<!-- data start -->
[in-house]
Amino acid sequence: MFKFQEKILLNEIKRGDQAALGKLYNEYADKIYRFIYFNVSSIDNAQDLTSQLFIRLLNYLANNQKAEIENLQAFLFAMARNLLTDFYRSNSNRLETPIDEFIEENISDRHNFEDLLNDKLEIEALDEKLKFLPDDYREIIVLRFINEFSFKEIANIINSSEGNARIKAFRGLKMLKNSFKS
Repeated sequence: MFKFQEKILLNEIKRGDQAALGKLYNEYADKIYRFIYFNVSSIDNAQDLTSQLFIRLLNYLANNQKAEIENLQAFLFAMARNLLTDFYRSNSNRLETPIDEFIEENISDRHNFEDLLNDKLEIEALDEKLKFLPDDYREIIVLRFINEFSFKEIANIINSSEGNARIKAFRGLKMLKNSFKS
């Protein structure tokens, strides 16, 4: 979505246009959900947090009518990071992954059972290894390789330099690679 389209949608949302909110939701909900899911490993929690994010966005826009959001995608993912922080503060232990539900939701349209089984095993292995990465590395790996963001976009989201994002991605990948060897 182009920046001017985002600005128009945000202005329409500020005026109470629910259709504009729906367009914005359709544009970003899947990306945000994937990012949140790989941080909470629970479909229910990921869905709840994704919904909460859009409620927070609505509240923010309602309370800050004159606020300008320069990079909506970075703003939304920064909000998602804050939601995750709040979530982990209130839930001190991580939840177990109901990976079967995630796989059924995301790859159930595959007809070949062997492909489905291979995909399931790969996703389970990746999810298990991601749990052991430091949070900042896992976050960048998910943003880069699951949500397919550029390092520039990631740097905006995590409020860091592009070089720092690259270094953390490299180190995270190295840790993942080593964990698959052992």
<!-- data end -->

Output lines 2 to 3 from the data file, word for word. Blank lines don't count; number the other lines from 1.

Amino acid sequence: MFKFQEKILLNEIKRGDQAALGKLYNEYADKIYRFIYFNVSSIDNAQDLTSQLFIRLLNYLANNQKAEIENLQAFLFAMARNLLTDFYRSNSNRLETPIDEFIEENISDRHNFEDLLNDKLEIEALDEKLKFLPDDYREIIVLRFINEFSFKEIANIINSSEGNARIKAFRGLKMLKNSFKS
Repeated sequence: MFKFQEKILLNEIKRGDQAALGKLYNEYADKIYRFIYFNVSSIDNAQDLTSQLFIRLLNYLANNQKAEIENLQAFLFAMARNLLTDFYRSNSNRLETPIDEFIEENISDRHNFEDLLNDKLEIEALDEKLKFLPDDYREIIVLRFINEFSFKEIANIINSSEGNARIKAFRGLKMLKNSFKS